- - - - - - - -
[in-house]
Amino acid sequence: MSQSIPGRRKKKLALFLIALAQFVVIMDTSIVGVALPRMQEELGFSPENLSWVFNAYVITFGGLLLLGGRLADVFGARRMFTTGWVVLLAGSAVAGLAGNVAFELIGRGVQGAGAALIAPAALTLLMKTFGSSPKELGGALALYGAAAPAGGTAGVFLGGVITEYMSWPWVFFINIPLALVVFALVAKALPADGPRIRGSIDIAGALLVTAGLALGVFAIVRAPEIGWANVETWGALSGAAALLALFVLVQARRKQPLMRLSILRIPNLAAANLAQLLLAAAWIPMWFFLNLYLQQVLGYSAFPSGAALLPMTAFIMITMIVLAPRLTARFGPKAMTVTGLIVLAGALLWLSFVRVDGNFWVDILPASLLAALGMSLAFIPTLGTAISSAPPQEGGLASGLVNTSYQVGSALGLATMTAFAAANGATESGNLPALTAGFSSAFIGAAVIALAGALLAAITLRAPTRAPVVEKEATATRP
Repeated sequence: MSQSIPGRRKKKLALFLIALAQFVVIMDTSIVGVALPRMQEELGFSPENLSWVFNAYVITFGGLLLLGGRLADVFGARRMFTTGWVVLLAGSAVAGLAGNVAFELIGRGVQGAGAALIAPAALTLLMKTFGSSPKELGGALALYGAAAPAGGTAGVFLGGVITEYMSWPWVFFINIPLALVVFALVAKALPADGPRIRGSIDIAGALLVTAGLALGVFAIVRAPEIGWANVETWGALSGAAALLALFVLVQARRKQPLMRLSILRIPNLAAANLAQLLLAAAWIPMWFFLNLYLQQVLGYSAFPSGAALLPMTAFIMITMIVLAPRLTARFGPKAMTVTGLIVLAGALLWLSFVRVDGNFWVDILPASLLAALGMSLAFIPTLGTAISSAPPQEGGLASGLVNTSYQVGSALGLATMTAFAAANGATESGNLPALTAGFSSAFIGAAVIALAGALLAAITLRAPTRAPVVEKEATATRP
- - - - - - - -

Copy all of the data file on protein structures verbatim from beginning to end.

[in-house]
Amino acid sequence: MSQSIPGRRKKKLALFLIALAQFVVIMDTSIVGVALPRMQEELGFSPENLSWVFNAYVITFGGLLLLGGRLADVFGARRMFTTGWVVLLAGSAVAGLAGNVAFELIGRGVQGAGAALIAPAALTLLMKTFGSSPKELGGALALYGAAAPAGGTAGVFLGGVITEYMSWPWVFFINIPLALVVFALVAKALPADGPRIRGSIDIAGALLVTAGLALGVFAIVRAPEIGWANVETWGALSGAAALLALFVLVQARRKQPLMRLSILRIPNLAAANLAQLLLAAAWIPMWFFLNLYLQQVLGYSAFPSGAALLPMTAFIMITMIVLAPRLTARFGPKAMTVTGLIVLAGALLWLSFVRVDGNFWVDILPASLLAALGMSLAFIPTLGTAISSAPPQEGGLASGLVNTSYQVGSALGLATMTAFAAANGATESGNLPALTAGFSSAFIGAAVIALAGALLAAITLRAPTRAPVVEKEATATRP
Repeated sequence: MSQSIPGRRKKKLALFLIALAQFVVIMDTSIVGVALPRMQEELGFSPENLSWVFNAYVITFGGLLLLGGRLADVFGARRMFTTGWVVLLAGSAVAGLAGNVAFELIGRGVQGAGAALIAPAALTLLMKTFGSSPKELGGALALYGAAAPAGGTAGVFLGGVITEYMSWPWVFFINIPLALVVFALVAKALPADGPRIRGSIDIAGALLVTAGLALGVFAIVRAPEIGWANVETWGALSGAAALLALFVLVQARRKQPLMRLSILRIPNLAAANLAQLLLAAAWIPMWFFLNLYLQQVLGYSAFPSGAALLPMTAFIMITMIVLAPRLTARFGPKAMTVTGLIVLAGALLWLSFVRVDGNFWVDILPASLLAALGMSLAFIPTLGTAISSAPPQEGGLASGLVNTSYQVGSALGLATMTAFAAANGATESGNLPALTAGFSSAFIGAAVIALAGALLAAITLRAPTRAPVVEKEATATRP